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Marrying Out

A two part radio documentary about couples who crossed the bitter religious/political divide in Australia - Irish was perceived as Catholic, English or Scottish as Protestant.

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4.2/5 (22 ratings)

Marrying Out

Marrying Out - Austrailian Family Fatwa's

The cause: religion. The place: Australia. The time: until the 1960s.

This two-part documentary is about passion and prejudice, family feuds and entrenched discrimination. The documentaries feature couples who married across a bitter religious/political divide in Australia that harks back to its establishment as a British colony in 1788. It became entrenched after the Great Famine and the divided loyalties of the First World War; though now glossed over, its legacy shaped today’s multicultural Australia.

Until European migrants arrived en masse after World War Two, non-indigenous Australia largely consisted of British and Irish, in a ratio of roughly 3:1. People grew up in separate communities, with a virtual social apartheid in parts of Australia to the 1970s. Religion became code for identity: Irish was perceived as Catholic, English or Scottish as Protestant. To marry across these lines was to consort with the enemy, for many families.

Part 1 – Marrying Out - Not in Front of the Altar (The Spouses)
In pre-multicultural Australia, marrying across the Protestant/ Catholic Divide was consorting wth the enemy for many families. Mixed- religion couples describe being estranged, disinherited and vilified in a society where a quarter of the population (Catholics) was barred from applying for some private sector jobs and Freemasons and Catholics jostled for control of the public sector. The Catholic Church showed its disapproval of the 'impediment of mixed marriage' by relegating such ceremonies to a cheerless setting away from the main altar, out of sight of family and friends. Yet from the 1890s to the 1960s, one in five Australian weddings was a mixed marriage.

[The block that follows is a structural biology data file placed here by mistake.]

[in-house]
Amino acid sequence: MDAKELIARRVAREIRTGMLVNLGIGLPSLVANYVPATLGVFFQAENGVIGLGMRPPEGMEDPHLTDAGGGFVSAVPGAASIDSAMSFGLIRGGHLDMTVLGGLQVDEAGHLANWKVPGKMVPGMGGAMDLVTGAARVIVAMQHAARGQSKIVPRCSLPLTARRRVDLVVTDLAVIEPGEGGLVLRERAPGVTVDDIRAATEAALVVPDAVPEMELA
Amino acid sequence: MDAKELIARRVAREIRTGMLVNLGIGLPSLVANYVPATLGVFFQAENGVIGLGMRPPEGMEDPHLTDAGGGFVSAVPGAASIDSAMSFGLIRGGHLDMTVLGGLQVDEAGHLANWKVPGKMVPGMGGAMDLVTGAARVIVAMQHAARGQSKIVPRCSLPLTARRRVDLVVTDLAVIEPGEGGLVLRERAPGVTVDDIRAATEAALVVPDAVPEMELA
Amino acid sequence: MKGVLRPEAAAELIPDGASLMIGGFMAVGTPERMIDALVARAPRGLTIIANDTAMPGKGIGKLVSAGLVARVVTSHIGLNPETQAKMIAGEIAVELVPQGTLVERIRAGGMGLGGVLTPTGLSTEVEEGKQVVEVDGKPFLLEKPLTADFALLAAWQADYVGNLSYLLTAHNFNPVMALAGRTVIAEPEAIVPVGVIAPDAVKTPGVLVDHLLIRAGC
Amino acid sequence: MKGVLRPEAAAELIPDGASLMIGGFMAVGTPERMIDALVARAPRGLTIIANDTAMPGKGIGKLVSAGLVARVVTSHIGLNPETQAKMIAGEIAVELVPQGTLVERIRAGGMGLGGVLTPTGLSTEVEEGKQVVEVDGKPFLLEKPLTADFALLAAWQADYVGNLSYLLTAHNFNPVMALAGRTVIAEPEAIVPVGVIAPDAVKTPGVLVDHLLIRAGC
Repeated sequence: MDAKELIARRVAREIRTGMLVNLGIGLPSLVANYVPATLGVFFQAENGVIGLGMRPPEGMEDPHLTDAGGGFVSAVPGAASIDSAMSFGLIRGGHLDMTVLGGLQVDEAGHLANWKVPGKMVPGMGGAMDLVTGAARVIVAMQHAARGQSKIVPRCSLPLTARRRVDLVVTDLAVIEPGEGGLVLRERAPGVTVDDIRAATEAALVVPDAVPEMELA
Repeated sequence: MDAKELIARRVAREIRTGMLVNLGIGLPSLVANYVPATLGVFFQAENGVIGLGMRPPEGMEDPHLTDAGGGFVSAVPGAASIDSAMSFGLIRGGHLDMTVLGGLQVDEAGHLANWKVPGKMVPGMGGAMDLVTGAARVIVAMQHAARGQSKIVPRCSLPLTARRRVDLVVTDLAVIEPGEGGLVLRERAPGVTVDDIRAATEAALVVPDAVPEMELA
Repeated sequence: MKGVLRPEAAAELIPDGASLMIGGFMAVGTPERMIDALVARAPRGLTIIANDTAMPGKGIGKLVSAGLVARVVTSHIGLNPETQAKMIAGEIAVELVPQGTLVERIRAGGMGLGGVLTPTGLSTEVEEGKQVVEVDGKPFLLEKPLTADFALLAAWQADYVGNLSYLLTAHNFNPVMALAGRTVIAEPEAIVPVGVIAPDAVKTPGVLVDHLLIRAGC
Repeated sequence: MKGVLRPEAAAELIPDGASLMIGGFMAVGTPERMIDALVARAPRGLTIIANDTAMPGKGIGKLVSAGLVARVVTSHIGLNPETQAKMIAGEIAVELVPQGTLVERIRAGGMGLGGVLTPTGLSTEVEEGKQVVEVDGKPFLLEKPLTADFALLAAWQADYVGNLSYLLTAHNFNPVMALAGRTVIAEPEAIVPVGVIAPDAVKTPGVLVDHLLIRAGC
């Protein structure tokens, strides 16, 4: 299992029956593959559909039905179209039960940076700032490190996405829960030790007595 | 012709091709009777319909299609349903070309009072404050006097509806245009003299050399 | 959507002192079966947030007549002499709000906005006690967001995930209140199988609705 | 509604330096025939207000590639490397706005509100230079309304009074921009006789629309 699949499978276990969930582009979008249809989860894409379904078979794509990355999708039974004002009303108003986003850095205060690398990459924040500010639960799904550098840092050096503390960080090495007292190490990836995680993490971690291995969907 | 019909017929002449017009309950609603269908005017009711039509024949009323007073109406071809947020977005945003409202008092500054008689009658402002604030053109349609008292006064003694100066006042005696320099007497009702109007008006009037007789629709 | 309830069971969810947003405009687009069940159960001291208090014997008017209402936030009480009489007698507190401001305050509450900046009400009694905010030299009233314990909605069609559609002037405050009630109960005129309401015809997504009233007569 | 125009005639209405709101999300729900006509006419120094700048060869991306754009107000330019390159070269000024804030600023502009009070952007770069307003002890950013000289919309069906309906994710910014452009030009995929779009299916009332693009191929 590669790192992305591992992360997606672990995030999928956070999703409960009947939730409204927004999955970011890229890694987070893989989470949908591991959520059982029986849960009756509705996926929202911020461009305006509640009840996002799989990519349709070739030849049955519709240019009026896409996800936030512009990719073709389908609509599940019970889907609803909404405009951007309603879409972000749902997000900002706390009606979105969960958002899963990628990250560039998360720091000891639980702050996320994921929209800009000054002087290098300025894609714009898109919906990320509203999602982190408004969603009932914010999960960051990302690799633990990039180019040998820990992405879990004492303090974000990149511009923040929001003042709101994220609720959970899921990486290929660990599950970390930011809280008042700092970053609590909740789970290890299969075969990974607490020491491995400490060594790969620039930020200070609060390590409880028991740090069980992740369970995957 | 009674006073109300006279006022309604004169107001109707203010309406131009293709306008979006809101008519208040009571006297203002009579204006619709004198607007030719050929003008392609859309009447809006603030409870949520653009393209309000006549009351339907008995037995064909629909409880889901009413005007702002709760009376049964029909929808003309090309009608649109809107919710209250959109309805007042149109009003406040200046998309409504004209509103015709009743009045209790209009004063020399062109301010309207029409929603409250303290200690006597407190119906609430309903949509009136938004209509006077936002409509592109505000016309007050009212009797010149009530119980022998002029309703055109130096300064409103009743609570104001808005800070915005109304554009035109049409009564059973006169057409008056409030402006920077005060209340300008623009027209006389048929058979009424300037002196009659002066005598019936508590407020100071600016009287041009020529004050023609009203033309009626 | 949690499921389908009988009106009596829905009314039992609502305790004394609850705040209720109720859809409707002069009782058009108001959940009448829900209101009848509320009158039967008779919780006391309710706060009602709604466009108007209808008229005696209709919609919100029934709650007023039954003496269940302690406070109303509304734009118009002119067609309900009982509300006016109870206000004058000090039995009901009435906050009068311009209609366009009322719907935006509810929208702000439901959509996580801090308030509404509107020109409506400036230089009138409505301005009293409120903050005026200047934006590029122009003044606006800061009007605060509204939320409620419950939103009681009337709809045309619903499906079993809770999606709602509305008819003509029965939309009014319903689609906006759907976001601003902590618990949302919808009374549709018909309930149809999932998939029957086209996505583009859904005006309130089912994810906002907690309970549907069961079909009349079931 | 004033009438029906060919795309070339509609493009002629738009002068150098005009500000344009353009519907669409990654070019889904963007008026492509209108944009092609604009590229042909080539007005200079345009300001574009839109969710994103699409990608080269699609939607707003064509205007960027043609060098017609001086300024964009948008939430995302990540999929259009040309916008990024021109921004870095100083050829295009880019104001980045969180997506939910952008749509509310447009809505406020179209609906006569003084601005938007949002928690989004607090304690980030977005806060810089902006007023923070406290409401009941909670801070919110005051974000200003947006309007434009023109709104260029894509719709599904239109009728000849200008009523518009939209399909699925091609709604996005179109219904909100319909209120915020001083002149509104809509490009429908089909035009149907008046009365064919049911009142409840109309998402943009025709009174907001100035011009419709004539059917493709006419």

Part 2 - Marrying Out - Between Two Worlds (The Children)
Children raised in a mixed marriage had to negotiate a delicate balancing act. Until 1966, the Catholic Church required both parties to pledge in writing that all children would be raised Catholic. Some compromised by raising the boys Protestant and the girls Catholic. Some Protestant parents refused to comply; others were assiduous in nurturing their children's Catholic faith, even after the death of the Catholic parent. Some children were secretly baptised and raised in one parent's faith unbeknownst to the other - eventually a source of enormous family conflict. In a society polarised between the two main religions, children of mixed marriages were torn by divided loyalties.

MARRYING OUT uses original music, archival sound, dramatisations and contemporary religious music to amplify powerful real life stories, gathered over two years by Irish-born Siobhan McHugh. Sectarianism is a forgotten subject in modern Australia, which prides itself on being the second most multicultural nation on earth (after Israel). Today, attention is focused on racism towards Indians or Lebanese Muslims in Australia. Yet the wounds of earlier racial and religious prejudice are still so raw that some people interviewed were so mindful of family backlash that they could not use their full name. Children grew up as ‘spiritual half-breeds’, trying to reconcile opposing identities. In Sydney you could instantly tell who was who: Catholics wore brown shoes and the ‘publics’ wore black. Fealty, not faith, was at issue – to Empire and establishment or to an Australia free of its colonial past.

Producer Siobhan McHugh brings a rueful touch to the narration, as she discloses her own ambiguous identity. A ‘refugee from the Catholic Church in Ireland’, she left in 1985 to escape the undue influence of the religious establishment, but finds that in Australia, being Irish and Catholic are perceived as one and the same thing. Behind the stories of bigotry and bile, she discovers institutional discrimination, social injustice and searing family fatwas. But there is also love, compassion and optimism, as some couples come to mutual accommodations, paving the way for a more inclusive society.

First broadcast on RTÉ Radio 1 on the 2nd & 3rd of April 2010.

Marrying Out was first broadcast on ABC National Radio in Australia as part of the Hindsight series

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